Abstract: We examine the relationship between financial literacy and attitudes to cryptocurrencies, using microdata from 15 countries. Our financial literacy proxy exerts a large negative effect on the probability of currently owning cryptocurrencies. The financially literate are also more likely to be aware of cryptocurrencies, and more likely to report that they do not intend to own them. We confirm the external validity of our financial literacy proxy and findings using data from a second novel survey of retail investors in 3 Asian countries. More financially literate retail investors are more likely not to have held any cryptocurrencies. We show that the relationship between financial literacy and attitudes to cryptocurrencies is moderated by a different perception of the financial risk involved in cryptocurrencies versus alternative instruments by the more financially literate. Our findings shed light on the demand for cryptocurrencies among the general population and suggest that it is largely driven by unsophisticated users.
    Keywords: Financial Literacy, Cryptocurrencies, Attitudes, Bitcoin, Financial Risk
    JEL: B26 D18 E41 G11 G53
    Date: 2020–11
  5. By: Sebastian Saez; Nadeem Rizwan; Erik van der Marel
    Keywords: Information and Communication Technologies - Digital Divide Information and Communication Technologies - Information Technology International Economics and Trade - Export Competitiveness International Economics and Trade - Trade Policy International Economics and Trade - Trade Technology and Productivity International Economics and Trade - Trade and Services
    Date: 2020–05
  6. By: Berentsen, Aleksander (University of Basel)
    Abstract: Unser Geldsystem ist im Umbruch. Gerade erst hat ein von Facebook gegründetes privates Konsortium den Entwurf einer privaten Weltwährung vorgestellt. Auch China testet zur Zeit eine digitale staatliche Währung, vermutlich mit dem Ziel die Vormachtstellung des amerikanischen Dollars zu brechen. Europa darf diesen Wettbewerb ums digitale Geld der Zukunft nicht verschlafen. Die Europäischen Zentralbank soll den Privatpersonen und den Unternehmen den E-Euro in Form von «EZB-Konten für alle» zur Verfügung stellen. Es sprechen zahlreiche Gründe dafür dem Euro einen digitalen Zwilling zur Seite zu stellen. Der E-Euro kommt dem Bedürfnis der Bevölkerung einer sicheren Geldanlage nach. Zudem erhöht er die Stabilität des Finanzsektors und ermöglicht eine einfache und transparente Geldpolitik. Der E-Euro in Form von «EZB-Konten für alle» ist zudem denkbar einfach zu implementieren, weil er sich problemlos in die bestehenden Zahlungssysteme integrieren lässt. Mit einer raschen Umsetzung des E-Euros würde die EZB die Stellung Europas im Konkurrenzkampf um eine Weltwährung festigen und die europäische Wirtschaft für den globalen Wirtschaftswettbewerb stärken.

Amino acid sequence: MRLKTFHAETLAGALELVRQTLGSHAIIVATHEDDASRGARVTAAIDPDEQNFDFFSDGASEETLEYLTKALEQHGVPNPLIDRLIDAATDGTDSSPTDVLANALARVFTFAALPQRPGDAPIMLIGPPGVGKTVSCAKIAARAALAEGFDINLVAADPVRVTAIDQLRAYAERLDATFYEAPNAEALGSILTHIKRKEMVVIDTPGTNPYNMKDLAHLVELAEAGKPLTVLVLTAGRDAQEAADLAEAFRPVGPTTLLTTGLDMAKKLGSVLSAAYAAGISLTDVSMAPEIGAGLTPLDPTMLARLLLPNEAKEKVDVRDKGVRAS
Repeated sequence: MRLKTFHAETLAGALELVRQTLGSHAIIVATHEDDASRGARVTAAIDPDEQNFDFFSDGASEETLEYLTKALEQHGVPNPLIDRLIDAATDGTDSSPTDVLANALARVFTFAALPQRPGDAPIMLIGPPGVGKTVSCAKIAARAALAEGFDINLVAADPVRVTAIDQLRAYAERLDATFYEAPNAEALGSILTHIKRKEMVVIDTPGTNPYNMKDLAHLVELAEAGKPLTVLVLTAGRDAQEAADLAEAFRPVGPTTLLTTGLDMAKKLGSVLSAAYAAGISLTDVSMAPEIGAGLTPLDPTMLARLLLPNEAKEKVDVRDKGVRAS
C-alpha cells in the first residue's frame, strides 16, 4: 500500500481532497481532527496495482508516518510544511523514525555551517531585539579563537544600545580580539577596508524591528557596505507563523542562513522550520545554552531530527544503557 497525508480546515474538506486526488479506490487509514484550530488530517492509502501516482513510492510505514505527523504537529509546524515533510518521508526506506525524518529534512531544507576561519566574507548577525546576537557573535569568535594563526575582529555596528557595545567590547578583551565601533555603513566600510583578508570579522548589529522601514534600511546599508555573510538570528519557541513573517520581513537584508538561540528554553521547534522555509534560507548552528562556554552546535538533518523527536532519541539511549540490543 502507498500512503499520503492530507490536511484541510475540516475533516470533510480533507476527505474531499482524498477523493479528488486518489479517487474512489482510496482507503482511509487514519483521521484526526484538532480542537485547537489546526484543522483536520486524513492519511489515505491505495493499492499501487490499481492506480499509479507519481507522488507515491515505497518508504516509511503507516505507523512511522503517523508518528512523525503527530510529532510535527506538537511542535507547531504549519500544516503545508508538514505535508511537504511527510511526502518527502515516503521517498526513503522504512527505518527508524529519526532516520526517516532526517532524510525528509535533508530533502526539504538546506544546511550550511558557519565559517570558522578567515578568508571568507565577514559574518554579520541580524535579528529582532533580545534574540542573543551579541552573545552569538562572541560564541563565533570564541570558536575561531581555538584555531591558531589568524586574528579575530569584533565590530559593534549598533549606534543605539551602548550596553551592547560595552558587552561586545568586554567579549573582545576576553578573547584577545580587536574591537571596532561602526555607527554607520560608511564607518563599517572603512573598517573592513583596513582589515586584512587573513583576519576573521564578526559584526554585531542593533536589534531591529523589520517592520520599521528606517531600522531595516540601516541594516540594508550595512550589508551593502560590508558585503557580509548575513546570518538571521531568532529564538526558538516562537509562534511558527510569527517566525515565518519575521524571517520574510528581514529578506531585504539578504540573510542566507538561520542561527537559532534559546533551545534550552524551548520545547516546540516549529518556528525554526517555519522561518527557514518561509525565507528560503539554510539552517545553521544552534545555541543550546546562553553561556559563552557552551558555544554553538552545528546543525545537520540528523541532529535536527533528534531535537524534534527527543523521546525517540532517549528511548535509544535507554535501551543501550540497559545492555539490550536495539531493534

Keywords: CBDC, money, monetary policy, digital currency, cryptocurrencies, blockchain
    JEL: E4 E5 G2 G5 D6
    Date: 2020–12
  7. By: Hasan, Iftekhar; Kwak, Boreum; Li, Xiang
    Abstract: This study investigates whether and how financial technologies (FinTech) influencethe effectiveness of monetary policy transmission. We examine regional-level FinTech adoption and use an interacted panel vector autoregression model to explore how the effects of monetary policy shocks change with FinTech adoption. The re-sults indicate that FinTech adoption generally enhances monetary policy transmis-sion to real GDP, bank loans, and housing prices, while the evidence of transmission to consumer prices is mixed. A subcategorical analysis shows that the enhanced effectiveness is the most pronounced in the adoption of FinTech payment, compared to that of insurance and credit.
    Keywords: monetary policy,financial technology,interacted panel VAR
    JEL: C32 E52 G21 G23
    Date: 2020
  8. By: Davide Strusani; Georges V. Houngbonon
    Keywords: Finance and Financial Sector Development - Access to Finance Information and Communication Technologies - ICT Economics Private Sector Development - Emerging Makets
    Date: 2020–05
  9. By: Lara Marie Demajo; Vince Vella; Alexiei Dingli
    Abstract: With the ever-growing achievements in Artificial Intelligence (AI) and the recent boosted enthusiasm in Financial Technology (FinTech), applications such as credit scoring have gained substantial academic interest. Credit scoring helps financial experts make better decisions regarding whether or not to accept a loan application, such that loans with a high probability of default are not accepted. Apart from the noisy and highly imbalanced data challenges faced by such credit scoring models, recent regulations such as the `right to explanation' introduced by the General Data Protection Regulation (GDPR) and the Equal Credit Opportunity Act (ECOA) have added the need for model interpretability to ensure that algorithmic decisions are understandable and coherent. An interesting concept that has been recently introduced is eXplainable AI (XAI), which focuses on making black-box models more interpretable. In this work, we present a credit scoring model that is both accurate and interpretable. For classification, state-of-the-art performance on the Home Equity Line of Credit (HELOC) and Lending Club (LC) Datasets is achieved using the Extreme Gradient Boosting (XGBoost) model. The model is then further enhanced with a 360-degree explanation framework, which provides different explanations (i.e. global, local feature-based and local instance-based) that are required by different people in different situations. Evaluation through the use of functionallygrounded, application-grounded and human-grounded analysis show that the explanations provided are simple, consistent as well as satisfy the six predetermined hypotheses testing for correctness, effectiveness, easy understanding, detail sufficiency and trustworthiness.